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Saluting Charlie Ollivierre: One of our cricketing heroes

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“Up to a few years ago there were experienced West Indian cricketers who believed that Ollivierre was the best batsman the West Indies had ever produced. He was a big, powerful man who at school threw 126 yards and cut one-handed for 6. He made most of the strokes with a few of his own, chiefly a glorious lofting drive over extra-cover’s head”. (Written by CLR James, for The Cricketer, 6 May – 24 June 1933).{{more}}

In this month, when we salute our Vincentian heroes, I am using this column to highlight the name of Charlie Ollivierre. Charlie was the first Vincentian to have made a West Indian cricket team, even though at that time the tests were unofficial. English teams visited the West Indies from 1895-1897 and the first West Indian side to tour to England was in 1900. It was not until 1928 that tests between the two countries became official.

Charlie Ollivierre, it appears, lived on the Back Street on the road to Edinboro. His father, Helon Ollivierre was a nominated member of the Kingstown Board and “a respected coloured gentleman” who was said to have belonged to “almost every Benefit Society, including the Mechanics Association,” serving at one time as its secretary.

Charlie was an outstanding batsman and all rounder and had established his reputation against all comers. He made his mark, not only locally but also regionally. In 1896 for instance, there were exchange visits between Vincentian and Barbadian teams. In 1897 in a practice game between a team due to visit St Lucia and a picked team, Ollivierre scored 141 which was at that time the highest individual score by a local batsman. A report of the game states that his innings included “11 hits out of the ground and the same number of boundaries for 4”. After his selection on the team to tour England he continued to stamp his class on local cricket scoring in one game 130 “in faultless style”.

About his departure for England, the St Vincent Handbook stated, “Mr C. A Ollivierre the St Vincent representative left the Colony on 25th May to join the West Indian Cricket Team for England. The Jetty was thronged with spectators to wish him “bon voyage”. He was presented with a purse, contents of which were contributed by his many friends and well-wishers, also with a congratulatory and encouraging letter.” After his arrival at Plymouth, the Sentry newspaper reported, “Ollivierre’s reputation as the best all-round cricketer on the side has spread throughout the country, being reproduced in several of the daily papers…”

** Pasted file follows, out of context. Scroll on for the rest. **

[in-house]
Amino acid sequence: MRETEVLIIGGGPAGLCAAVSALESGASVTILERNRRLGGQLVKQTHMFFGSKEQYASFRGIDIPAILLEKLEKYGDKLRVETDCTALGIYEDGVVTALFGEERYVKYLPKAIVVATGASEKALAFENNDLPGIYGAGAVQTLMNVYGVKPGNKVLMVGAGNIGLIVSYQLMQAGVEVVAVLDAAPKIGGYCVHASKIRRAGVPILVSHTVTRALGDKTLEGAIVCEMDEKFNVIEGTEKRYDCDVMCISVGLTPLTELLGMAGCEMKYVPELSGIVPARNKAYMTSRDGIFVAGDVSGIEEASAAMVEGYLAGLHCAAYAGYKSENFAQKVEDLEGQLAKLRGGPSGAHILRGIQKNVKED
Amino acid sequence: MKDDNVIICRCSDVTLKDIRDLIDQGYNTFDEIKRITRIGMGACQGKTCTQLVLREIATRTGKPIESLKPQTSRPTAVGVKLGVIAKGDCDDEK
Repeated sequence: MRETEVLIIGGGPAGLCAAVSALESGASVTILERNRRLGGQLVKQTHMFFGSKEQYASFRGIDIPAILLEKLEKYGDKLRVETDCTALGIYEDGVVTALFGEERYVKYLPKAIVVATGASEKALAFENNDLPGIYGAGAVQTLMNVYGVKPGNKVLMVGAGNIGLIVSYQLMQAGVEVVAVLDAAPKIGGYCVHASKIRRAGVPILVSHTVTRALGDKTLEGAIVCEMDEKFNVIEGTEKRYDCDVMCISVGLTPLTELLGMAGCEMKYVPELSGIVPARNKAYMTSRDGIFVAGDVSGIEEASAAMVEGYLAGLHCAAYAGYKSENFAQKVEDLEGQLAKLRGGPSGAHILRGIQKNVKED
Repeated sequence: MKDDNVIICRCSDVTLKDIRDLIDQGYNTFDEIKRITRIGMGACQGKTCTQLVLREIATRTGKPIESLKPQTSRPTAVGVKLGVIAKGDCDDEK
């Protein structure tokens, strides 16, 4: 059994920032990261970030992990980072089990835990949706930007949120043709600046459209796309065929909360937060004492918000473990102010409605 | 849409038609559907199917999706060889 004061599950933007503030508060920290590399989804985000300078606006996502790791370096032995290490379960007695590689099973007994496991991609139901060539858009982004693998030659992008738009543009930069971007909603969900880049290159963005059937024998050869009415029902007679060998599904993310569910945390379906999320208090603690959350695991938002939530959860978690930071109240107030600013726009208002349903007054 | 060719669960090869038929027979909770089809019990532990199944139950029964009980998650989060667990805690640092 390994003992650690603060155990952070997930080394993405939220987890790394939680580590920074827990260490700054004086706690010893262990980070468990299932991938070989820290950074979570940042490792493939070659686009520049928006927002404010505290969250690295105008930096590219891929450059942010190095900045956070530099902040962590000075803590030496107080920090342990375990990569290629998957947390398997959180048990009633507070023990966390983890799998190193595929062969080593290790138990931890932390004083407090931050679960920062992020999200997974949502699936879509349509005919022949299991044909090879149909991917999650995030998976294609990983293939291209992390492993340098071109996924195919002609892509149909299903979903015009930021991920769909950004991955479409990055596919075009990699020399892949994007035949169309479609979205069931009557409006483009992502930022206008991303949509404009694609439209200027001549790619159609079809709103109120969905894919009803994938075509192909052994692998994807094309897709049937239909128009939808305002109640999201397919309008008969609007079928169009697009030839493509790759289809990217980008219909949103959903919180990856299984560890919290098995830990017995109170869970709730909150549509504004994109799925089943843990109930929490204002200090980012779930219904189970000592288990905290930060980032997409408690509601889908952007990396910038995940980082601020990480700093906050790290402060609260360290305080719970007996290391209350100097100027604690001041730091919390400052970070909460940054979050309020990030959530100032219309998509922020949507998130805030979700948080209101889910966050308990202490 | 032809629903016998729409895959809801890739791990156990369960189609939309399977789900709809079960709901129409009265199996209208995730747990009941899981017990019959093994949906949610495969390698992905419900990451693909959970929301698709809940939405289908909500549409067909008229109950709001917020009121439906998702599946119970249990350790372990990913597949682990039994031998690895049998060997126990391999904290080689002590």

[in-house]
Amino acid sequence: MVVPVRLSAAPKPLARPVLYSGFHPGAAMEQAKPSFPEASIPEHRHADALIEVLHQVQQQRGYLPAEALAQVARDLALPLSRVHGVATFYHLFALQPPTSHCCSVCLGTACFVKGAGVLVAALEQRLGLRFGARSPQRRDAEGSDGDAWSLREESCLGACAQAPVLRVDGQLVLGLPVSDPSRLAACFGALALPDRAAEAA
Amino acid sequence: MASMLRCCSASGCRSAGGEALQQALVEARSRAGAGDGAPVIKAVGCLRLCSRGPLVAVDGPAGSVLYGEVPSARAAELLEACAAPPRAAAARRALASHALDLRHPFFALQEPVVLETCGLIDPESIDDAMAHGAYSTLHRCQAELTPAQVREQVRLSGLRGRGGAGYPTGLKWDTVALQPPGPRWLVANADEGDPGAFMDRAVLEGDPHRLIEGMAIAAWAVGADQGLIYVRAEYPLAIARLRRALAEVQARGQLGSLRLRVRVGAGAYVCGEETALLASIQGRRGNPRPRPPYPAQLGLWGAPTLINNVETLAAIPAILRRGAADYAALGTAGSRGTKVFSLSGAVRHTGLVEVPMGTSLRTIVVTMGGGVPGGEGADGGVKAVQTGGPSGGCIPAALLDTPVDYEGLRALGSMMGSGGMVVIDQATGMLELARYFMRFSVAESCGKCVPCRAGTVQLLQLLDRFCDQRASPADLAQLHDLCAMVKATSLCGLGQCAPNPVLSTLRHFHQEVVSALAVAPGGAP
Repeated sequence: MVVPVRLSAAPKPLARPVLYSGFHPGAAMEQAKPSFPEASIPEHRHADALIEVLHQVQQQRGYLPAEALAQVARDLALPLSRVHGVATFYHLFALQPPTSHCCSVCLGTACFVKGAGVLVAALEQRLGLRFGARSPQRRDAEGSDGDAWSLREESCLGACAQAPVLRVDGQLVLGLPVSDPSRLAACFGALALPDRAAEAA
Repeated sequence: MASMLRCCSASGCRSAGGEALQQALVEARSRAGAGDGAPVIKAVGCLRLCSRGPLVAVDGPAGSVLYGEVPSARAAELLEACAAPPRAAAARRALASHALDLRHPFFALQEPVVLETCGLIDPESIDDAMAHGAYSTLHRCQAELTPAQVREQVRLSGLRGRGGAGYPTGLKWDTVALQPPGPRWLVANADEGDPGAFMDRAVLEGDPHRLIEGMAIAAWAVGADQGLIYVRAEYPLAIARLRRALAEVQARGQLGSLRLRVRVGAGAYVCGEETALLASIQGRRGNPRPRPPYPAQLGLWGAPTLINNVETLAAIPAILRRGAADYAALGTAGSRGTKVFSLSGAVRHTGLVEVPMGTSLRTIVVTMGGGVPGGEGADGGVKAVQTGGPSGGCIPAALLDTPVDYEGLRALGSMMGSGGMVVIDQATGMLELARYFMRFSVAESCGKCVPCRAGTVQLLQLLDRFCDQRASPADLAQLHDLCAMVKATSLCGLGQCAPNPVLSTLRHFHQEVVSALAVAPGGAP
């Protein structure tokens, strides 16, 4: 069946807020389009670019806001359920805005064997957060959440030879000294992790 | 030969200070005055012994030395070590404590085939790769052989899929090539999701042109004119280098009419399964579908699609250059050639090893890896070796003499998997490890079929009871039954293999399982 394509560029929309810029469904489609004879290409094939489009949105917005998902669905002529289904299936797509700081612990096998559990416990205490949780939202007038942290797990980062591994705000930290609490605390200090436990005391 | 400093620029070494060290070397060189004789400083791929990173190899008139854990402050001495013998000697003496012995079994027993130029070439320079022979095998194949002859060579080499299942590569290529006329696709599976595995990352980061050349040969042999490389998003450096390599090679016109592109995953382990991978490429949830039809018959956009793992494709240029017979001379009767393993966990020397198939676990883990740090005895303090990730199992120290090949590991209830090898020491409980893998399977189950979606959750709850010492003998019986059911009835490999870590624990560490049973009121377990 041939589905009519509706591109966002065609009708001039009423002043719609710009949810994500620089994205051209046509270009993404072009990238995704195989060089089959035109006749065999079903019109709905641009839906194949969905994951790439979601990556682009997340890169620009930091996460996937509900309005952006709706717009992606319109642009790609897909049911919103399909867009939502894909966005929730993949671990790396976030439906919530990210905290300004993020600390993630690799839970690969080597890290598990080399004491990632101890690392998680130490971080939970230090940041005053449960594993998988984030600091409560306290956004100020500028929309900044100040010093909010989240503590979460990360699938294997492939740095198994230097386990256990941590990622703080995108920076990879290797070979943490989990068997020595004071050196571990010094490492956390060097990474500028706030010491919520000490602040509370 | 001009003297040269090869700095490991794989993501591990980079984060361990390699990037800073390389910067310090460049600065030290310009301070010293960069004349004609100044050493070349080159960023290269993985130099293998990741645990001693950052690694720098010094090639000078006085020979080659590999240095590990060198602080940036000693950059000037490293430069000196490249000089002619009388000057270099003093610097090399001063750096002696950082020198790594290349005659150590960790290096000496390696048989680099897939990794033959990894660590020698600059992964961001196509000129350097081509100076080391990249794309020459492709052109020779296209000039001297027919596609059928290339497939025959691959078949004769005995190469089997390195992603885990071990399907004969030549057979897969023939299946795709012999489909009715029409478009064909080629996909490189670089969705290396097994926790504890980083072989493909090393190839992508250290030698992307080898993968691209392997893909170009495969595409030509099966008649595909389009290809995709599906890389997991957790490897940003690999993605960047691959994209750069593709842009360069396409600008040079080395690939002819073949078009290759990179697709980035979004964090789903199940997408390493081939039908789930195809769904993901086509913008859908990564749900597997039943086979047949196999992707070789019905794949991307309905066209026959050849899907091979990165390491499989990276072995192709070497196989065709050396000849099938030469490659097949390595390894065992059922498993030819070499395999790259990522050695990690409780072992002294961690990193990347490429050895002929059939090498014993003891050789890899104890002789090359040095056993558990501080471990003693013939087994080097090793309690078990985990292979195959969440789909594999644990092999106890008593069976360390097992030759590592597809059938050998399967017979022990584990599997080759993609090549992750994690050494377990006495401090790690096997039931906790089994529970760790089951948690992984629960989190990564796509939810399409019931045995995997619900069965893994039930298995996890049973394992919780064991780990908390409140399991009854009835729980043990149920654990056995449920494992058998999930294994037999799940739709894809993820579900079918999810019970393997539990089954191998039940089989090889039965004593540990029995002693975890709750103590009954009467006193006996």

In a match against Leicestershire, he scored 159, which at that time was “the largest individual score as yet in all matches on the tour.” A telegram was sent congratulating him and this was followed by a cheque of £5.5. The team defeated Surrey by an innings at the Oval with Barbadian Cox and Ollivierre scoring 142 and 94 respectively. Barbados and St Vincent exchanged congratulatory telegraphs. The telegraphs from Barbados read, “Barbados cordially congratulates St Vincent on Ollivierre’s consistent brilliant success.” Up to 17 August he was first in the batting averages. Although the West Indian teams had performed well against visiting English teams they were unaccustomed to English conditions and did not impress. In fact, they became the subject of a number of jokes. One newspaper published a cartoon, with “Dr. Grace, huge, towering bat in hand, while around him crouched six black men all shedding tears and saying to the doctor, “We have come to learn Sah.”

Ollivierre had however impressed and stayed in England to play for Derbyshire. The local newspaper the Sentry kept the public informed about his performances. In its May 31, 1901 edition it stated “Since the West Indies team returned home leaving their hero in the Mother Country, every item of news respecting his cricket in Glossop where he resides has been received with the greatest interest…Not long ago we had the pleasure of seeing him reported as saving his team from defeat by scoring heavily when his colleagues failed. . .” In a match against Warwickshire, the Manchester Guardian of August 15, 1902 reported, “The hero of the day was C. A Ollivierre, the West Indian, who was batting three hours for a most brilliant and faultless innings of 167 and who thus …proved what a valuable acquisition he is to Derbyshire cricket. . . The West Indian himself was fourth out at 234, his magnificent innings being quite faultless and full of brilliantly executed strokes on either side of the wicket. Three times he hit the ball over the people’s heads, and on twenty seven other occasions he sent it to the boundary, his other hits being five threes and nine twos. Except Humphries, all the other batsmen took their time from this great example.”

Ollivierre was part of a cricketing family. His brother Helon was invited to Trinidad to play cricket. Richard, another brother was part of the West Indian team that toured England in 1906. In 1913 he was still a top player. He was invited to Trinidad to play in the match against an MCC team that was defeated by an innings. C.L R James writing about this noted that, “A welcome visitor from St Vincent was R Ollivierre of the 1906 team who scored 34 and in the first innings took 5 for 68”. He had taken 3 wickets in 4 balls and had broken the bail with one. In the second innings he had 2 wickets for 54 runs.

The quotation at the beginning from a 1933 article by CLR James, that doyen of Cricket writers is adequate testimony to the worth of Charlie Ollivierre, the first of that remarkable trio of cricketing brothers.

Dr Adrian Fraser is a social commentator and historian.

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